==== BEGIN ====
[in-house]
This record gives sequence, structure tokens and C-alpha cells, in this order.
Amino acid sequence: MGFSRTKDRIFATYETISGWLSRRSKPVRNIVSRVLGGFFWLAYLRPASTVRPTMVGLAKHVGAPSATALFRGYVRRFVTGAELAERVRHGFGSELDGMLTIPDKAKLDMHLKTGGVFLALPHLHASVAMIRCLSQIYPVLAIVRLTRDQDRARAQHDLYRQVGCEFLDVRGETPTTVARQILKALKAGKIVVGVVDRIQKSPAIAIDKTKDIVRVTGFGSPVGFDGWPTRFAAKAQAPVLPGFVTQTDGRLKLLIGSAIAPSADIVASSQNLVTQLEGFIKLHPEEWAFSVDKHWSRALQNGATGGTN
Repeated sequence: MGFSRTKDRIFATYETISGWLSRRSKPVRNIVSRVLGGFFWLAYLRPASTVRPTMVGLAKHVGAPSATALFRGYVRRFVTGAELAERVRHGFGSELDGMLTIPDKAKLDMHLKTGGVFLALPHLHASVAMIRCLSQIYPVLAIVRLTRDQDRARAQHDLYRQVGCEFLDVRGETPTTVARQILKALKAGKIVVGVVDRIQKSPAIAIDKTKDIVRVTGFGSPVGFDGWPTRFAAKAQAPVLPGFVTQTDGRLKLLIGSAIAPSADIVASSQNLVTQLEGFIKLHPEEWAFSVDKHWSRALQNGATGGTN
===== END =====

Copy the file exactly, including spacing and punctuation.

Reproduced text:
[in-house]
This record gives sequence, structure tokens and C-alpha cells, in this order.
Amino acid sequence: MGFSRTKDRIFATYETISGWLSRRSKPVRNIVSRVLGGFFWLAYLRPASTVRPTMVGLAKHVGAPSATALFRGYVRRFVTGAELAERVRHGFGSELDGMLTIPDKAKLDMHLKTGGVFLALPHLHASVAMIRCLSQIYPVLAIVRLTRDQDRARAQHDLYRQVGCEFLDVRGETPTTVARQILKALKAGKIVVGVVDRIQKSPAIAIDKTKDIVRVTGFGSPVGFDGWPTRFAAKAQAPVLPGFVTQTDGRLKLLIGSAIAPSADIVASSQNLVTQLEGFIKLHPEEWAFSVDKHWSRALQNGATGGTN
Repeated sequence: MGFSRTKDRIFATYETISGWLSRRSKPVRNIVSRVLGGFFWLAYLRPASTVRPTMVGLAKHVGAPSATALFRGYVRRFVTGAELAERVRHGFGSELDGMLTIPDKAKLDMHLKTGGVFLALPHLHASVAMIRCLSQIYPVLAIVRLTRDQDRARAQHDLYRQVGCEFLDVRGETPTTVARQILKALKAGKIVVGVVDRIQKSPAIAIDKTKDIVRVTGFGSPVGFDGWPTRFAAKAQAPVLPGFVTQTDGRLKLLIGSAIAPSADIVASSQNLVTQLEGFIKLHPEEWAFSVDKHWSRALQNGATGGTN